as first approved by the Starr
County Water District in 1989.
The aldermen discussed several
water issues of critical importance
with managers of the Rio Grande
City Public Utility Department,
formerly the Starr C anty Water
District and now under the
supervision of the city government.
Department Manager Ruben
Klein led off the discussion by
indicating that there are 1343 acre-
feet of water rights, compared with
2535 at the beginning of the year.
He emphasized, "We need to
purchase some water rights." City
Administrator Jose Escamilla
declared, "We need to get the word
out that we're interested in
acquiring water rights."
Klein staled, "We try to tell our
customer, to wat r only twice a
week and then late at night or early
in the morning. The lake has only
27 percent capacity. We need to
conserve as much as wc can. We're
recommending that odd numbered
addresses water on Monday and
Thursday and even-numbered on
Tuesday and Friday."
Escamilla emphasized, "We need
in my opinion to get to mandated
conservation right now. I think
we're in a severe stage now. There's
already a plan to work from,
approved by the Water District in
1989. We need to meet with the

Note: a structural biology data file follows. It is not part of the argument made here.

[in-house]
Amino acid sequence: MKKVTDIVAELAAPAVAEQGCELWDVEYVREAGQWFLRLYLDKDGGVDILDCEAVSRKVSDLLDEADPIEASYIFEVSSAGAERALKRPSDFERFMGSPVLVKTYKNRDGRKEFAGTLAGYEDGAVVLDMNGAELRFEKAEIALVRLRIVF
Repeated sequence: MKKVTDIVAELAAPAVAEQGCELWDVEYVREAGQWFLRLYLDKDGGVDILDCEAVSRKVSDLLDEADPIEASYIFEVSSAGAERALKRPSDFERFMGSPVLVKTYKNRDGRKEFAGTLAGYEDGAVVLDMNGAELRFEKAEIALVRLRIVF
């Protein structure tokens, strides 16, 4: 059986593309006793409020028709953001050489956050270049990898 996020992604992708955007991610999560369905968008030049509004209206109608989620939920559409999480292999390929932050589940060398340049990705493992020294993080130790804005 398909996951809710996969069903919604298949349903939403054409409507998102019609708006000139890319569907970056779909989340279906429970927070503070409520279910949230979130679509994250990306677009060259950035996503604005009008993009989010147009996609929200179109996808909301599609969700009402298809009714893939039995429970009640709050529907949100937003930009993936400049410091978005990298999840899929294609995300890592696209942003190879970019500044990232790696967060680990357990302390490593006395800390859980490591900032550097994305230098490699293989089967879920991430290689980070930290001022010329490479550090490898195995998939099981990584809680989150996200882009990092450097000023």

water supply corporations right
away. They need to provide
essential information, and they need
to enforce conservation regulations
with in their areas."
A consensus was reached that
Klein and cily attorney James
Darling will work together to
acquire water rights, possibly on an
interim basis. The aldermen
approved a motion giving
Escamilla the authority to
implement mandatory water
conservation policies approved by
the Starr County Water District
Board in 1989 Escamilla said,
"Most people are already working
Assistant Director of Utilities
Rogelio Reyes indicated, "The
sewage plant has a maximum
capacity of 1.5 million gallons a
day. Right now, it's at 60 percent
The aldermen considered awarding
the contract for drainage arid paving
improvements under TDHCA
Contract No 716731 for Cox and
Bluebonnet Streets Escamilla
declared, "The s cond (package of)
bids arc before you. I his package is
a bit more favorable." Engineer
Robert Gracia said, "The base bid
came in at about $238,000."
Gracia indicate 1 that roughly
$10,000 could be ved by
eliminating N-sections of pipes.